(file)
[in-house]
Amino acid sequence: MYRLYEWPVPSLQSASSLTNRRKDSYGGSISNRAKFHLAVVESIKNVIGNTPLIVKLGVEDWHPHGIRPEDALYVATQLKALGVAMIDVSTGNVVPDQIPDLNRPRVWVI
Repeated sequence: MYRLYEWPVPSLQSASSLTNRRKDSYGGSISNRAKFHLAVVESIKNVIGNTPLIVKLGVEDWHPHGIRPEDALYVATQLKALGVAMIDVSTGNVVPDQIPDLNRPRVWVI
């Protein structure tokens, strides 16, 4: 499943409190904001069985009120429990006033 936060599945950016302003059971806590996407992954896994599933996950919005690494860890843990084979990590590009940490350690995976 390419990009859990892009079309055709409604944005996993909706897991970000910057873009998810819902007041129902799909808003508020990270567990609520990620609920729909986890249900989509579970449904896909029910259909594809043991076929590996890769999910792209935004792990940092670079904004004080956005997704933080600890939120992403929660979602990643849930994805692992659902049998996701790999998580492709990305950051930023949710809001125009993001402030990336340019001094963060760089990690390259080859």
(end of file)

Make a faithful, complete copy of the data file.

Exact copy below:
[in-house]
Amino acid sequence: MYRLYEWPVPSLQSASSLTNRRKDSYGGSISNRAKFHLAVVESIKNVIGNTPLIVKLGVEDWHPHGIRPEDALYVATQLKALGVAMIDVSTGNVVPDQIPDLNRPRVWVI
Repeated sequence: MYRLYEWPVPSLQSASSLTNRRKDSYGGSISNRAKFHLAVVESIKNVIGNTPLIVKLGVEDWHPHGIRPEDALYVATQLKALGVAMIDVSTGNVVPDQIPDLNRPRVWVI
């Protein structure tokens, strides 16, 4: 499943409190904001069985009120429990006033 936060599945950016302003059971806590996407992954896994599933996950919005690494860890843990084979990590590009940490350690995976 390419990009859990892009079309055709409604944005996993909706897991970000910057873009998810819902007041129902799909808003508020990270567990609520990620609920729909986890249900989509579970449904896909029910259909594809043991076929590996890769999910792209935004792990940092670079904004004080956005997704933080600890939120992403929660979602990643849930994805692992659902049998996701790999998580492709990305950051930023949710809001125009993001402030990336340019001094963060760089990690390259080859």